There are so many bizarre and memorable elements in the film. Coscarelli has a good sense for what will pop off the screen and stick in our minds, and clearly didn’t bother himself with a lot of why questions. The dwarfs, which post-Star Wars are impossible to not see as Jawas, make for humorously creepy adversaries; “Little and brown and low to the ground.” The explanation of why they were turned into dwarfs is retarded, but it doesn’t really matter because they’re fun to watch creep around and attack Mike. When the Tall Man’s hand gets caught in a door, Mike cuts off his fingers. He keeps one of those fingers in a box and later it turns into a giant black fly. Why? Beats me. I’m sure it beats Coscarelli too. But it is one of the film’s more entertaining sequences, featuring one of the film’s best single shorts — Mike looking for the fly, only for it to slowly crawl up over the back of his head. Mike also finds a picture of the Tall Man in an antique store that hints at one of those “He’s always been here!” kind of revelations, but that’s where this thread ends in Phantasm. And one of the most calmly bizarre moments in the movie is an Act I scene in which Mike visits a friend who has a psychic grandmother who doesn’t actually speak herself (her granddaughter speaks for her). In the scene Mike must put his hand into a magic box that seizes him and won’t let go until he learns to face his fear. This bit pays off later, but doesn’t actually explain who the fuck these people are and why they’re living in this sleepy little town. Like the writers of Lost, Coscarelli displays a gift here for weaving half-ideas together to create a pastiche that functions like an elaborate mythology.

I gotta give props to Mike’s amazing don’t-try-this-at-home escape plan when he is locked in his bedroom. He tapes a shotgun shell and a tack to a hammer, then “shoots” his doorknob off. Gold.

Also, the Pearson home has half a mountain lion stuffed and mounted on the wall. This has absolutely nothing to do with the movie, but it is so awesomely tacky and 70’s that I must commend it. That and their bitchin’ shag carpeting. I’ve always wanted shag carpeting.

What Doesn’t Work: While there is a palpable method to Coscarelli’s madness, there is also a lot of so-bad-it’s-good at play. I said the film unfolds like a nightmare, but it is also nightmarish in a different way at times. Take the death of the girl with the psychic grandmother. Shortly after the scene in which Mike gets his hand stuck in the magic box, we randomly cut to the girl at the cemetery’s mausoleum just in time to see her attacked. There isn’t really an explanation of what she was doing there, the whole scene is over before it even begins, and then there is no follow-up on it of any kind. A lot of the movie feels like Coscarelli just went out a shot hours of film, with no script, and then pieced it together into something resembling a story in the editing room. Phantasm is a film that works despite itself at almost every turn.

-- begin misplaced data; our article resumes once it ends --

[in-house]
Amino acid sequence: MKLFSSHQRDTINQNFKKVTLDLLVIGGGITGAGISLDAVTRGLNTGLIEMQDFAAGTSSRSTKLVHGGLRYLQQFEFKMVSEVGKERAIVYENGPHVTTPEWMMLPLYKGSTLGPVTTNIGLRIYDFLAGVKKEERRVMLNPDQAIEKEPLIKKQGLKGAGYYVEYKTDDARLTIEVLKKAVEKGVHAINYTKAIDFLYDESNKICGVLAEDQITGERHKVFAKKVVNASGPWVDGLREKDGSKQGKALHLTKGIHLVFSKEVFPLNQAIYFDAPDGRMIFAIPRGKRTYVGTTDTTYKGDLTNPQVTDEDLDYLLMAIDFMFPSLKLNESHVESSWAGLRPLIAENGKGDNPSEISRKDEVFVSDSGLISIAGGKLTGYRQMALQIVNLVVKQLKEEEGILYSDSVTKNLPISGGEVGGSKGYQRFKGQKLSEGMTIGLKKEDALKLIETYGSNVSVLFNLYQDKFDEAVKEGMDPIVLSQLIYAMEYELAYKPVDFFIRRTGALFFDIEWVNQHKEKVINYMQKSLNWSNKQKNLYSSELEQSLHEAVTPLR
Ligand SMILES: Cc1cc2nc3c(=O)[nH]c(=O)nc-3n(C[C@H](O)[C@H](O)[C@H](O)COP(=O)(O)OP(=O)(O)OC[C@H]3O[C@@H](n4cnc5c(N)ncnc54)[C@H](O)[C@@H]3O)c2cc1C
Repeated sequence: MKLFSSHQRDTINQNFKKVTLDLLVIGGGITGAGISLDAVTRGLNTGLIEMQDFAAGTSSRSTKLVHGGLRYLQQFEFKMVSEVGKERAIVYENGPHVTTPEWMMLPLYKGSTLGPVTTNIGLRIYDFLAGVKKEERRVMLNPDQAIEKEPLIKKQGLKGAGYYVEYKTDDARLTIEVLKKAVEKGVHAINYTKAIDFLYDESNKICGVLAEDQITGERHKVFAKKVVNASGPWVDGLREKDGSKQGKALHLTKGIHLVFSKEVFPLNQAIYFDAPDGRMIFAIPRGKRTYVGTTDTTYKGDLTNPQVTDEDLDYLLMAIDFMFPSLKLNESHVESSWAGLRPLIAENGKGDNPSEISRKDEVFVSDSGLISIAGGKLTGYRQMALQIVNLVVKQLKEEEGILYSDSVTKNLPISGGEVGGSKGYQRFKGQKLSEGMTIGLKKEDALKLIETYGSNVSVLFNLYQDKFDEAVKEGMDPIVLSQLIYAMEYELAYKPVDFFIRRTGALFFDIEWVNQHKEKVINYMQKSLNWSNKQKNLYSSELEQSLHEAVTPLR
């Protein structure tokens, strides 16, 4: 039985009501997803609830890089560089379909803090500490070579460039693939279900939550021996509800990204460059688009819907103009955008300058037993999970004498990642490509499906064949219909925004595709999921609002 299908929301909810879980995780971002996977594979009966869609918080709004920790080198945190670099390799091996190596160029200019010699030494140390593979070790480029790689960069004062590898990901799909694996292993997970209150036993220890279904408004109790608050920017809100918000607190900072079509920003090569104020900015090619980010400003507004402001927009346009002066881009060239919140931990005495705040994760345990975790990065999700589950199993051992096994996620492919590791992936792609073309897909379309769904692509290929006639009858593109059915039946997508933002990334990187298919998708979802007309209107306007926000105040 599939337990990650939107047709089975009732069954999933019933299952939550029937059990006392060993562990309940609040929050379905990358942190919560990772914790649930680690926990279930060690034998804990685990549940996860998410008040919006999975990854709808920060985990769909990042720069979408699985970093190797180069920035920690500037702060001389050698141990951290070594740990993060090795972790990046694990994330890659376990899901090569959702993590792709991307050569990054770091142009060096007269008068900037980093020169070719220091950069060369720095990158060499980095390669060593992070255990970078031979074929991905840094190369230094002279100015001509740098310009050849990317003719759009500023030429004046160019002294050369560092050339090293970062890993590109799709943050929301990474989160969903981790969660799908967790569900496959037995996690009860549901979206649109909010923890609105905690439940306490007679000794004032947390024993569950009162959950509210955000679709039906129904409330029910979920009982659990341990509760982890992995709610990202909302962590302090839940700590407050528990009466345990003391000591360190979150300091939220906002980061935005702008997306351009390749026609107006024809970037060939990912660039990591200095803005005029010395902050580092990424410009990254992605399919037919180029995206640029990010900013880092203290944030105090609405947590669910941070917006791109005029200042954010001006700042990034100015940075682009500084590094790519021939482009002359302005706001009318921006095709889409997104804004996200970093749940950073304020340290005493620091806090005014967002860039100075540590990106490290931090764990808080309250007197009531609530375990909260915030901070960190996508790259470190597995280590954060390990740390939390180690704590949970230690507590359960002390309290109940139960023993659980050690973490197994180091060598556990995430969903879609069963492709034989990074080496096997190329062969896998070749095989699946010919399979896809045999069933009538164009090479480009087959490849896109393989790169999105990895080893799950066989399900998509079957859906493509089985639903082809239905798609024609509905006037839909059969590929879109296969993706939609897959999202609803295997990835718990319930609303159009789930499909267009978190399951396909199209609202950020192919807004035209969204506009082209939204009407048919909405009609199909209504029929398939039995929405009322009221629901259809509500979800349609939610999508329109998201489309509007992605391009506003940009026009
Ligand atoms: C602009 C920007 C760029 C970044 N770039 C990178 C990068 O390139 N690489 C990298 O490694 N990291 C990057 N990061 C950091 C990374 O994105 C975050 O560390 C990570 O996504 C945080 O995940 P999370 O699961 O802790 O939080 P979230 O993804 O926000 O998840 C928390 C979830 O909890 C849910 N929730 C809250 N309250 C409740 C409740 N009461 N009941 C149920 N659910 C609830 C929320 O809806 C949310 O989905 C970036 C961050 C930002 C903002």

While I love Phantasm‘s sloppy story, it certainly could have been a stronger film if Coscarelli had come up with a story that, well, made some sense. For one thing, the Tall Man’s motives are almost humorously minor. He isn’t actually after our heroes. He is stealing corpses for the purposes of slave labor on his planet. Now, if someone stole the corpses of my friends and family, I’d be upset too, but compared with the more direct danger of villains like Freddy Krueger or Michael Meyers, that is some weak sauce. And we learn that the Tall Man must dwarfize the corpses in order to withstand the extreme gravity of his world. That is unbelievably dopey to begin with, but it makes little sense when we think about how tall and skinny the Tall Man is. Then there is the ending. Ultimately we build up to the grand revelation that the entire film is in fact a nightmare — Mike’s nightmare he has after Jody has died in a car crash. We learn this after Reggie has been stabbed and killed and Jody and Mike trap the Tall Man in a mineshaft under a giant boulder (ahh, Phantasm), and then we suddenly cut to Mike sitting with Reggie by the fireplace. Reggie informs Mike that none of what we just saw actually happened. Jody is dead. Mike had a nightmare. End of story. So Mike goes upstairs and is attacked by the Tall Man. This is of course the exact sort of huh? ending the film should have, but regardless, that is some nonsensical shit right there. Once again, it is amazing this generated sequels.

A. Michael Baldwin is not a great actor. This is compounded by the awkward nature of his age. His squeaky voice and hilariously girlish scream make him sort of an unpleasant hero. He does fine with Mike’s spazzy teen moments, but any time he’s asked to do comedy or real emotions he falls short. It isn’t surprising that Coscarelli decided to bump Reggie up in importance for the remainder of the franchise.

Best Sphere Kill: There is only one sphere related death here, so gotta give it to that one.

Best Tall Man Dialogue: “Booooooy!”

Best Reggie Dialogue: “The ice cream is gonna be flyin’ fast and furious.”

Reggie Moment of Triumph: Remembering a tuning fork he used earlier in the movie to tune his guitar, Reggie pretends that the Tall Man’s interdenominational portal (which is comprised of two metal rods) is a tuning fork and stops their vibrations, which ends up destroying the portal.

How Do Our Heroes Lose in the End: The Tall Man’s defeat turns out to have been a dream. Then the Tall Man appears in Mike’s bedroom and a Jawa bursts through the boy’s mirror and pulls him inside the black void behind it. The end!

Should There Have Been A Sequel: We’re left with so many questions there almost has to be.

Up Next: Phantasm II.

previous franchises battled
Death Wish
Police Academy